June 12, 2008

       As Chief Justice of the Louisiana Supreme Court, I offer this response to the
baseless and unsupported attack on the Louisiana Supreme Court contained in an
article recently published and released earlier this week in the Tulane Law Review
entitled The Louisiana Supreme Court in Question: An Empirical and Statistical
Study of the Effects of Campaign Money on the Judicial Function. This article,
written by Professors Vernon Valentine Palmer and John Levendis, is replete with
numerous errors in data (including such basic mistakes as if, and how, a Justice
voted in a particular matter), flawed and outdated statistical analysis and
methodology, and substandard scholarship, all of which invalidate the article’s

       In an interview with a New York Times reporter several months ago, Palmer
publicly expressed his bias before he began his so-called study. This Court has
been handicapped in responding because Palmer began an unfair media assault
without sharing the article or the underlying data. After finally receiving a draft of
the article, we found numerous errors which were brought to the attention of the
Law Review. Publication was delayed and the final version was substantially
rewritten, but many errors remained. We respond now, not because the
Palmer/Levendis article has any validity; it does not. We respond to reassure the
citizens of Louisiana, the litigants, and the attorneys that the Louisiana Supreme
Court Justices decide cases in an unbiased manner.

       The authors’ inept research resulted in a data table with mistakes in over
20% of the 186 cases included in the study. No less than 40 significant errors were
found in the study’s notations of whether a Justice voted on a particular case, how
a Justice voted on a particular case, or the amount of contributions to his or her
campaign committee by one or more parties or attorneys. The authors also base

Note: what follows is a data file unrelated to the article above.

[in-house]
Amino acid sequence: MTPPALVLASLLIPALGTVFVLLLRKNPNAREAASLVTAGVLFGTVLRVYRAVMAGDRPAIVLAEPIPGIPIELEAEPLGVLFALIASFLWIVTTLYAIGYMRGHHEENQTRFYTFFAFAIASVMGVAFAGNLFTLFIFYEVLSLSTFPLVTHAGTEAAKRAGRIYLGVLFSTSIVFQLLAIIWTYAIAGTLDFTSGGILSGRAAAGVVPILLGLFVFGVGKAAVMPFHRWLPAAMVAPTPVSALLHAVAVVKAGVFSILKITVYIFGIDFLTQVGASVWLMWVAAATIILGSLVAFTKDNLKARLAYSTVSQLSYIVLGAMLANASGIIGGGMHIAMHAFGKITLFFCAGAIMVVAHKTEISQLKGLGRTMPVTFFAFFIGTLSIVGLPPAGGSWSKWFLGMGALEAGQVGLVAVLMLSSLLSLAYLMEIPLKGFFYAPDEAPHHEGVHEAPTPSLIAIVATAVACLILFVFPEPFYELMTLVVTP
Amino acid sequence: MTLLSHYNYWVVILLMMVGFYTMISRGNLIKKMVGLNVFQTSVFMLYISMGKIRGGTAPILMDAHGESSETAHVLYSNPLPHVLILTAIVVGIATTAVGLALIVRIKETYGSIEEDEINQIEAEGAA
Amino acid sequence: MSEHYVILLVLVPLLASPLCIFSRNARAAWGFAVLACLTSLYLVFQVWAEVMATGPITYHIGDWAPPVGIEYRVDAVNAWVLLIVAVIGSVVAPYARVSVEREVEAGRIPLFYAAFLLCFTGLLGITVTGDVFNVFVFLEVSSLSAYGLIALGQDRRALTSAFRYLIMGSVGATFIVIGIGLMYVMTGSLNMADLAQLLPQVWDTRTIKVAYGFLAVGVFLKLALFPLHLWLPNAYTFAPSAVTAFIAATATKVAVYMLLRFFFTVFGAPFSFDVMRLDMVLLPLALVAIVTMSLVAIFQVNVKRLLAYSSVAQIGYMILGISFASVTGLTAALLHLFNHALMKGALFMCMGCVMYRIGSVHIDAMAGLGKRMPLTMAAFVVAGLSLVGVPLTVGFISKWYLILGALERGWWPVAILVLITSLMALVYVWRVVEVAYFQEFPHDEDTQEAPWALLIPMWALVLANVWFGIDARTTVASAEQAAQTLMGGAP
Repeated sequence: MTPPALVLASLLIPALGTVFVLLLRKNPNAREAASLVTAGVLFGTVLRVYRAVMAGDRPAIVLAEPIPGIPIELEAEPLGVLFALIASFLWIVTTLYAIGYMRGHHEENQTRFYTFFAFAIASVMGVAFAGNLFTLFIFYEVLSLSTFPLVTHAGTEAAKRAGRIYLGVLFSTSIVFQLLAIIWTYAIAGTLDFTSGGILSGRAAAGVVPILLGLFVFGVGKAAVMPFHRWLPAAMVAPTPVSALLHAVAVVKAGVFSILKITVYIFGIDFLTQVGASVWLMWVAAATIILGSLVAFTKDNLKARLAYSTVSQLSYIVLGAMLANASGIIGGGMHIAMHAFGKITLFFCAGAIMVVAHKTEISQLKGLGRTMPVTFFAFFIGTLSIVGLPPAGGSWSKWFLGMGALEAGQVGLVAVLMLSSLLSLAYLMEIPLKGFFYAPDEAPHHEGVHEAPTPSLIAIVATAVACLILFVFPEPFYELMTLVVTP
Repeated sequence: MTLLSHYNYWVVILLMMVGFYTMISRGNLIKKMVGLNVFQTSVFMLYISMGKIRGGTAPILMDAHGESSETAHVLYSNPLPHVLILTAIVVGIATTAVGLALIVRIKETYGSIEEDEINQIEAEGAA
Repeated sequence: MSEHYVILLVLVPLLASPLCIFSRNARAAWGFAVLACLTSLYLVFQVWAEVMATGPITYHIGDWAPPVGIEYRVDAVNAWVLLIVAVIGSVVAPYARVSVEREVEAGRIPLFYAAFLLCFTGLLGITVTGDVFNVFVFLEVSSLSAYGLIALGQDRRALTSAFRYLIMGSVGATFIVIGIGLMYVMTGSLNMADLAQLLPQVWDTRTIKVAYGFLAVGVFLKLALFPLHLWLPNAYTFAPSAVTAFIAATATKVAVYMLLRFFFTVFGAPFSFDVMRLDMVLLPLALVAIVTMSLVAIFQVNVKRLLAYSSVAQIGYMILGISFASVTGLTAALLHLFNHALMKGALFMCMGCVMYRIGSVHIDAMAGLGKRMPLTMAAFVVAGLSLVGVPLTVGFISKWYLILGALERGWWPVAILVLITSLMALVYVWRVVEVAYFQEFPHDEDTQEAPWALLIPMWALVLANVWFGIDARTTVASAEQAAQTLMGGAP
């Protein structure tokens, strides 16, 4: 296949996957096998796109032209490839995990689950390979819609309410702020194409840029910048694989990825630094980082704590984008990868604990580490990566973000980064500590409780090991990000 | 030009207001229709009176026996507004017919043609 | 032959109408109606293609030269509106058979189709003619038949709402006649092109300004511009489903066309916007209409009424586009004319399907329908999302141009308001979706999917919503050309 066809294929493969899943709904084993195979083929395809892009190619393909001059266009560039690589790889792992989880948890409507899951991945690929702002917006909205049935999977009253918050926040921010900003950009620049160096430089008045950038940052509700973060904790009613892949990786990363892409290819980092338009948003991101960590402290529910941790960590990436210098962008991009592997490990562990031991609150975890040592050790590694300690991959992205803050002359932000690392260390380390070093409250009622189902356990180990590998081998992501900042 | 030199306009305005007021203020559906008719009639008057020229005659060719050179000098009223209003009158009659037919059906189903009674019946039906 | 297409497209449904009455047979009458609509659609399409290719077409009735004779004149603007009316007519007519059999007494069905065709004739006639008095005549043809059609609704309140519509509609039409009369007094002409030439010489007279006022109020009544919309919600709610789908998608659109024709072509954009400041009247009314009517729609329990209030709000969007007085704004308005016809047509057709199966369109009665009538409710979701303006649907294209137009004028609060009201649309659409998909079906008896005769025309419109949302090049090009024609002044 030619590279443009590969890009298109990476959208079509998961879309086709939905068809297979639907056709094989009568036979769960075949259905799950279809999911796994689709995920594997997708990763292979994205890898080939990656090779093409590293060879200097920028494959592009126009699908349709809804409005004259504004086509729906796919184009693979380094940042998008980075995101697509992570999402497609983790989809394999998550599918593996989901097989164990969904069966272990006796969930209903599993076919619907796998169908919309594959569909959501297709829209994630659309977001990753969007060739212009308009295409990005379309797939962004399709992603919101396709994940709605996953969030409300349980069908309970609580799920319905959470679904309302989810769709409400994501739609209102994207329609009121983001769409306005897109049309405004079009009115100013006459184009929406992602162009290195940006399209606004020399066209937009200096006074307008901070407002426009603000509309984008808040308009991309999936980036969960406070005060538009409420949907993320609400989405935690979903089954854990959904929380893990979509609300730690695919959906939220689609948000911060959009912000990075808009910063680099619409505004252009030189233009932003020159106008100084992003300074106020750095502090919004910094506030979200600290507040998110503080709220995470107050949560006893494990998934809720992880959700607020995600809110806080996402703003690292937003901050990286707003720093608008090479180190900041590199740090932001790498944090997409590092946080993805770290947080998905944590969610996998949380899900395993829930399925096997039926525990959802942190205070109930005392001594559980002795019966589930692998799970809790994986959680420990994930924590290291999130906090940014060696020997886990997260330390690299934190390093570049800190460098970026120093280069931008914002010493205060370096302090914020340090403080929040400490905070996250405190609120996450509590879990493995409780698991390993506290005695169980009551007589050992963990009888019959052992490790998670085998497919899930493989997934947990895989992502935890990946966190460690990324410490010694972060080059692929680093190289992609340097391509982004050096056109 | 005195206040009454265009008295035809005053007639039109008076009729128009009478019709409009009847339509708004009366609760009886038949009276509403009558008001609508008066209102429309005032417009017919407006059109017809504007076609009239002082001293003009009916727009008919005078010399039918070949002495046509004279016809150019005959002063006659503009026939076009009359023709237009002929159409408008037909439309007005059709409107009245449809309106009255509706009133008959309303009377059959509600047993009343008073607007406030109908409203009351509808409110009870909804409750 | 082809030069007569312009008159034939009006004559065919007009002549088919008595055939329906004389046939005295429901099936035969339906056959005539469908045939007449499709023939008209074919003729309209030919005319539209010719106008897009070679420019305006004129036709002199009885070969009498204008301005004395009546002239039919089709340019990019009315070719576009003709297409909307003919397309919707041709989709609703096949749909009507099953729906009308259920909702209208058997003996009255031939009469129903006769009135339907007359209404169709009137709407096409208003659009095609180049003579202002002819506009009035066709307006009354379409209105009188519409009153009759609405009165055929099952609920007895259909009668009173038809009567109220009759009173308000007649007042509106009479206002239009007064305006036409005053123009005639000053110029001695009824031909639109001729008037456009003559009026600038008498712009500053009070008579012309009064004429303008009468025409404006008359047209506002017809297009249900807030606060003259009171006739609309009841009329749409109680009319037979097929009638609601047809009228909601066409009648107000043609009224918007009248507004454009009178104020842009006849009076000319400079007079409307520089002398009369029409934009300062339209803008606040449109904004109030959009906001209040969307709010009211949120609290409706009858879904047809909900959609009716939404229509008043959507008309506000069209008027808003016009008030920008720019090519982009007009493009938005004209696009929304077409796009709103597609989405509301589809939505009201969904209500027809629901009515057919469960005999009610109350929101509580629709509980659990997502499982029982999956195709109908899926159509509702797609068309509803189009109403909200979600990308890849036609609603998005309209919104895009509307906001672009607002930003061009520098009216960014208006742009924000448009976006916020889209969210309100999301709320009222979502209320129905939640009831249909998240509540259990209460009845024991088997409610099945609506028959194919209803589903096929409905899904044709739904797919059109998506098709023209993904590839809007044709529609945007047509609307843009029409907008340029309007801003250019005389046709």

their conclusion, reached after an analysis of the faulty data, on a review of only
186 opinions, rather than the approximately 24,000 civil decisions, including writ
applications, that were decided by the Louisiana Supreme Court over the period of
the study (from 1992 to 2006)1 Further, at no point do the authors address or

         During the 14 year period of the authors’ study, I participated in almost 24,000 civil
decisions; Justice Kimball participated in almost 22,000 civil decisions; Justice Johnson and
Justice Victory participated in almost 19,000 civil decisions; Justice Traylor and Justice Knoll
show that any of these 186 cases were decided incorrectly by the Court, or that the
decisions were not based on the facts and the governing law. And as explained
fully in a critique written by three eminent economics professors, the methodology
used to analyze the data was outdated and flawed.

       I have served as a Justice on the Louisiana Supreme Court for almost 36
years and will soon retire. During that time, I have served with Justices of the
utmost integrity, including the Justices who are presently on the Court. My
colleagues and I have taken a solemn oath to decide cases based on the law and the
facts before us and we have remained faithful to that oath. Who did or did not
contribute to a justice’s campaign committee is not a consideration in resolving
cases before the Court. This Law Review article does a great disservice to this
Court and to the Justices who have dedicated themselves to careers of public
service on our state’s highest court. However, my greater concern is the
disservice that has been done to the public by publication of this study’s
incompetent research, flawed methodology, and unsupported and invalid
conclusions, which were apparently presented to promote a political agenda at the
expense of the truth.

       The Louisiana Supreme Court’s position on this matter is thoroughly set
forth in a paper entitled Rebuttal of “The Louisiana Supreme Court In Question:
An Empirical and Statistical Study of the Effects of Campaign Money on the
Judicial Function, June 12, 2008” by attorneys E. Phelps Gay and Kevin R. Tully;
and in A Critique of “The Louisiana Supreme Court Question: An Empirical and
Statistical Study of the Effects of Campaign Money on the Judicial Function,” by
LSU Economics Professors Dr. Robert J. Newman and Dr. Dekalb Terrell and
UNO Economics Professor Dr. Janet Speyrer. These critiques can be found on the
Louisiana Supreme Court website at I urge you to review these

       Thank you.

participated in almost 16,000 civil decisions; and Justice Weimer participated in approximately
8,000 civil decisions.


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